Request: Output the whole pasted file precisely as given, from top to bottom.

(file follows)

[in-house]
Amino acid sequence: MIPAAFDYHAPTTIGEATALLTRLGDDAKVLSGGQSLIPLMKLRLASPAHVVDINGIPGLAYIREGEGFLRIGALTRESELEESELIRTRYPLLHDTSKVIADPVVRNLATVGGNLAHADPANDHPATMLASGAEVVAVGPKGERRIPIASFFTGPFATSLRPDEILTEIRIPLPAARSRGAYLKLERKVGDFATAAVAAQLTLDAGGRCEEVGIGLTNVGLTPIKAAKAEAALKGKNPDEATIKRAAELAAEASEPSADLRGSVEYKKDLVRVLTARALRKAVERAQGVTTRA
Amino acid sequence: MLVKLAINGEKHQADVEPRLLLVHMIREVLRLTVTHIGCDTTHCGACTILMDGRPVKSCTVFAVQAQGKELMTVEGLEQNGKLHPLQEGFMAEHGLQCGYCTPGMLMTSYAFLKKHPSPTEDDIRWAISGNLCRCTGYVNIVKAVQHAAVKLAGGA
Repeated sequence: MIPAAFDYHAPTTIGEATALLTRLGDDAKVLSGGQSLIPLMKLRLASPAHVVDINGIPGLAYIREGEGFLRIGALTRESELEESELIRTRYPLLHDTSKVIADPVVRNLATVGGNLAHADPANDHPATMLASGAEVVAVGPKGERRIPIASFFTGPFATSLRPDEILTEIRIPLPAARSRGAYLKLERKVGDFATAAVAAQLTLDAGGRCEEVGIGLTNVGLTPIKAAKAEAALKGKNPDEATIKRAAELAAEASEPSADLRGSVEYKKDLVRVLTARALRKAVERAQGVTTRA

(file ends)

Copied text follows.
[in-house]
Amino acid sequence: MIPAAFDYHAPTTIGEATALLTRLGDDAKVLSGGQSLIPLMKLRLASPAHVVDINGIPGLAYIREGEGFLRIGALTRESELEESELIRTRYPLLHDTSKVIADPVVRNLATVGGNLAHADPANDHPATMLASGAEVVAVGPKGERRIPIASFFTGPFATSLRPDEILTEIRIPLPAARSRGAYLKLERKVGDFATAAVAAQLTLDAGGRCEEVGIGLTNVGLTPIKAAKAEAALKGKNPDEATIKRAAELAAEASEPSADLRGSVEYKKDLVRVLTARALRKAVERAQGVTTRA
Amino acid sequence: MLVKLAINGEKHQADVEPRLLLVHMIREVLRLTVTHIGCDTTHCGACTILMDGRPVKSCTVFAVQAQGKELMTVEGLEQNGKLHPLQEGFMAEHGLQCGYCTPGMLMTSYAFLKKHPSPTEDDIRWAISGNLCRCTGYVNIVKAVQHAAVKLAGGA
Repeated sequence: MIPAAFDYHAPTTIGEATALLTRLGDDAKVLSGGQSLIPLMKLRLASPAHVVDINGIPGLAYIREGEGFLRIGALTRESELEESELIRTRYPLLHDTSKVIADPVVRNLATVGGNLAHADPANDHPATMLASGAEVVAVGPKGERRIPIASFFTGPFATSLRPDEILTEIRIPLPAARSRGAYLKLERKVGDFATAAVAAQLTLDAGGRCEEVGIGLTNVGLTPIKAAKAEAALKGKNPDEATIKRAAELAAEASEPSADLRGSVEYKKDLVRVLTARALRKAVERAQGVTTRA